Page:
Behold! My top eight* books of 2022**!
The Anthropocene Reviewed: Essays on a Human-Centered Planet
The Anthropocene is the current geological age, in which human activity has profoundly shaped the planet and its biodiversity. In this remarkable symphony of essays adapted and expanded from his ground-breaking, critically acclaimed podcast, John Green reviews different facets of the human-centered planet – from the QWERTY keyboard and Halley’s Comet to Penguins of Madagascar – on a five-star scale.
If I’m one thing, I’m a John Green girly. There’s simply nothing better than Looking for Alaska…except maybe The Anthropocene Reviewed. Each essay in this collection is infused with his signature humor and curiosity, with the seemingly random topics serving as springboards for personal and beautifully written discussions about Green’s own mental health, family, and experience of the pandemic. It’s ultimately optimistic, sincere, and oh-so poetic – exactly what I come to John Green for!
A Court of Thorns and Roses Series (Books 1-3) by Sarah J. Maas
Dragged to a magical kingdom for the murder of a faerie, Feyre discovers that her captor, his face obscured by a jeweled mask, is hiding far more than his piercing green eyes would suggest. Feyre’s presence at the court is closely guarded, and as she begins to learn why, her feelings for him turn from hostility to passion and the faerie lands become an even more dangerous place. Feyre must fight to break an ancient curse, or she will lose him forever.
God, I love this ridiculous fantasy series! What begins as a Beauty and the Beast retelling evolves into an unputdownable and very horny tale of faerie politics, power, and war. It made me feel like a teenager again, staying up all night to read The Hunger Games or The Mortal Instruments (both of which were significantly less smutty than ACOTAR, by the way). I’m recommending the first three books here because they’re the core story, but you can read the novella and sequel too if you become hooked (trust me: you will; I’m currently writing this while wearing a Night Court sweater I got for Christmas).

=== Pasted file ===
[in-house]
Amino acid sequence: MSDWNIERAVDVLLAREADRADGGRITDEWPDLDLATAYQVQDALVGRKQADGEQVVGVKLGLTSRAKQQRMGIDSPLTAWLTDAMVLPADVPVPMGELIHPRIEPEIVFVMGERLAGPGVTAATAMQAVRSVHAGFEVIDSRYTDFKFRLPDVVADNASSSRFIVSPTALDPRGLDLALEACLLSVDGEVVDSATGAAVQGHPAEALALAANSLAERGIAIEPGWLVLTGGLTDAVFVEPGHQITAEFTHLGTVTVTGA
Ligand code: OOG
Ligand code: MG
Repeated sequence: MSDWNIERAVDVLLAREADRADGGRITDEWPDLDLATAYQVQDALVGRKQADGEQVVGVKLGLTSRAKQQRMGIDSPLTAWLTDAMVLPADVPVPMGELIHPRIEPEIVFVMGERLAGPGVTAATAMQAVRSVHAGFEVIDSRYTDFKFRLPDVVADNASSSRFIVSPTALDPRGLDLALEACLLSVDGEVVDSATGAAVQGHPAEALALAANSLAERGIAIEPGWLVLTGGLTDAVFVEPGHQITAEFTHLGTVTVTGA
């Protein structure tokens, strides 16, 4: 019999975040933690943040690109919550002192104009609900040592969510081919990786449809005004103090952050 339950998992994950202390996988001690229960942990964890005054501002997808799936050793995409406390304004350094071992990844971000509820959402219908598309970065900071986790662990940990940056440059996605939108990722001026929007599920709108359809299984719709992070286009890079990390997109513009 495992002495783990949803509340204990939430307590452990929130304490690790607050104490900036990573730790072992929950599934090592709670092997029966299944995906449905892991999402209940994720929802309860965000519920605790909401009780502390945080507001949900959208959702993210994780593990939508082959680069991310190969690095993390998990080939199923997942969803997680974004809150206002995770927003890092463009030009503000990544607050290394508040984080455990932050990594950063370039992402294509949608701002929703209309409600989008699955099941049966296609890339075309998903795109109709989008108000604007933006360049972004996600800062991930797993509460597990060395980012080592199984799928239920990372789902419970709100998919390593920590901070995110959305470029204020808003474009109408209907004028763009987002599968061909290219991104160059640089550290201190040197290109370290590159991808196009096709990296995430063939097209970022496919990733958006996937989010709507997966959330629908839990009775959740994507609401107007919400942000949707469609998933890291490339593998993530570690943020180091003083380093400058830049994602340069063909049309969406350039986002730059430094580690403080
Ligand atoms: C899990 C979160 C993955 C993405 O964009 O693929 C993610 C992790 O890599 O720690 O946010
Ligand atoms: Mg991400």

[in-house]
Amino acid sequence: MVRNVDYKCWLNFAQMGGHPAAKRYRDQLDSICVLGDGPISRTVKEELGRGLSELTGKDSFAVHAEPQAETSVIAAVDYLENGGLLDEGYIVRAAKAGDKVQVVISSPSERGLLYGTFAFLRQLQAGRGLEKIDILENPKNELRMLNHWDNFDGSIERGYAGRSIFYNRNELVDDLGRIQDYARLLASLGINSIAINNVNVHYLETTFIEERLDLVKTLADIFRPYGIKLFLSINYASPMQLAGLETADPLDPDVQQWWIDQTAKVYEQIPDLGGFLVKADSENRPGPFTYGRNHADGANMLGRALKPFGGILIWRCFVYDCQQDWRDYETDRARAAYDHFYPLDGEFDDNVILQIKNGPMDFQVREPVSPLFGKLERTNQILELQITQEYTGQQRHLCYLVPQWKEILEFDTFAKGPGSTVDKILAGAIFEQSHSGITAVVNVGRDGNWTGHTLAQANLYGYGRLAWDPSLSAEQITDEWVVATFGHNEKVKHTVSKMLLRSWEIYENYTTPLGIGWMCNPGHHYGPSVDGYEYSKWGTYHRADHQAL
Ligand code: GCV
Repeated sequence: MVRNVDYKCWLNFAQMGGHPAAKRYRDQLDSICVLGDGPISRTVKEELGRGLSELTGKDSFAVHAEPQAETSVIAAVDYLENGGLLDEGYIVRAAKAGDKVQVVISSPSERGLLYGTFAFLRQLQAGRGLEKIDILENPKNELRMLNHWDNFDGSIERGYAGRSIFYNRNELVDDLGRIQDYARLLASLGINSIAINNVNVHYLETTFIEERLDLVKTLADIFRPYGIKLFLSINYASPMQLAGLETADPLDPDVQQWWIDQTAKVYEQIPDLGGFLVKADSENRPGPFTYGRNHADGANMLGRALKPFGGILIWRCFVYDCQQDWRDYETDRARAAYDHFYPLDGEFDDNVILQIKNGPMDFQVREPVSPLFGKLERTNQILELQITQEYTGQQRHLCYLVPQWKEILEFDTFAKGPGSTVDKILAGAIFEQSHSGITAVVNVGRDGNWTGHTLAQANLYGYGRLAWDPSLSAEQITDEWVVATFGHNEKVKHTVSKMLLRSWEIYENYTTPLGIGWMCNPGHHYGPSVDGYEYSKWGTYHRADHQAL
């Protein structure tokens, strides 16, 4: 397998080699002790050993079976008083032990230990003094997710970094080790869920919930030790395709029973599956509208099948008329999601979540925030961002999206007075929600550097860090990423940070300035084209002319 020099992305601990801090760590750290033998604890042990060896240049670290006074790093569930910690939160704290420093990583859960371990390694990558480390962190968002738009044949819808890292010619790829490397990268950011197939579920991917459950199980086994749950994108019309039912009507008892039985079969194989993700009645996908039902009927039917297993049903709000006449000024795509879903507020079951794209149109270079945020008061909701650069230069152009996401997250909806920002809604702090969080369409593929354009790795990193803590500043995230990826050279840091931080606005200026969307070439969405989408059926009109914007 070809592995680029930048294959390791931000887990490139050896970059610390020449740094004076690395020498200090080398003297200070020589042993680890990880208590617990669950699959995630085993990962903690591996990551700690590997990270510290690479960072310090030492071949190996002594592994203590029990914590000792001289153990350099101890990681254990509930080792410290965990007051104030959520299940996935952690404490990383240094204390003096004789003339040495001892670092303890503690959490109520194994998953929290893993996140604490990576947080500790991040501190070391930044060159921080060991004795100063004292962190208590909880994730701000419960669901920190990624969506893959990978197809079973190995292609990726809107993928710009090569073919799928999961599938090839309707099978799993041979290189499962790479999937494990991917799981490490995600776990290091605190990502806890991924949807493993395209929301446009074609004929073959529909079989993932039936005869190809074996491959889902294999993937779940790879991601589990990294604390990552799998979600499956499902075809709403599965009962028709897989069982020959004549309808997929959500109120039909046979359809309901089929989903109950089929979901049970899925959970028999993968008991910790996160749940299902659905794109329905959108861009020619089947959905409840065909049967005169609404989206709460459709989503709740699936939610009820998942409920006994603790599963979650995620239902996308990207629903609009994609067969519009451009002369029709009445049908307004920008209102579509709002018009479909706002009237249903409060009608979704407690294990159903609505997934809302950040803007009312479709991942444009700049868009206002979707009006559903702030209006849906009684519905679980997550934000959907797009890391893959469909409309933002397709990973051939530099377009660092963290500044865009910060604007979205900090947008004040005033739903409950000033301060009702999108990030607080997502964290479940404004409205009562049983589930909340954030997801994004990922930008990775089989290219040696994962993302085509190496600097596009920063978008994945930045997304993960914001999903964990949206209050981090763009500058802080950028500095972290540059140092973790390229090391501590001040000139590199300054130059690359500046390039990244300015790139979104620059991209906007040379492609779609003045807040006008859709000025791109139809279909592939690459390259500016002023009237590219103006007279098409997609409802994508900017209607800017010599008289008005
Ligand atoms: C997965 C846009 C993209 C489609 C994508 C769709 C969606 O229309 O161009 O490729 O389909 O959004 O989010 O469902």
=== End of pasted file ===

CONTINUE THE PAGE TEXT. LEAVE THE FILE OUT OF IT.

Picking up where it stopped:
Migrations by Charlotte McConaghy
Franny Stone has always been the kind of woman who is able to love but unable to stay. Leaving behind everything but her research gear, she arrives in Greenland with a singular purpose: to follow the last Arctic terns in the world on what might be their final migration to Antarctica. Franny talks her way onto a fishing boat, and she and the crew set sail, traveling ever further from shore and safety. But as Franny’s history begins to unspool—a passionate love affair, an absent family, a devastating crime—it becomes clear that she is chasing more than just the birds. When Franny’s dark secrets catch up with her, how much is she willing to risk for one more chance at redemption?
Speaking of totally gripping books, meet Migrations by Charlotte McConaghy. It’s beautifully written, explores what it’s like growing up between Ireland and Australia (very relatable for me), and is a great example of how fiction can be used to share vital messages about climate change that truly stay with you.
Book Lovers by Emily Henry
Nora Stephens’ life is books—she’s read them all—and she is not that type of heroine. Not the plucky one, not the laidback dream girl, and especially not the sweetheart. In fact, the only people Nora is a heroine for are her clients, for whom she lands enormous deals as a cutthroat literary agent, and her beloved little sister Libby.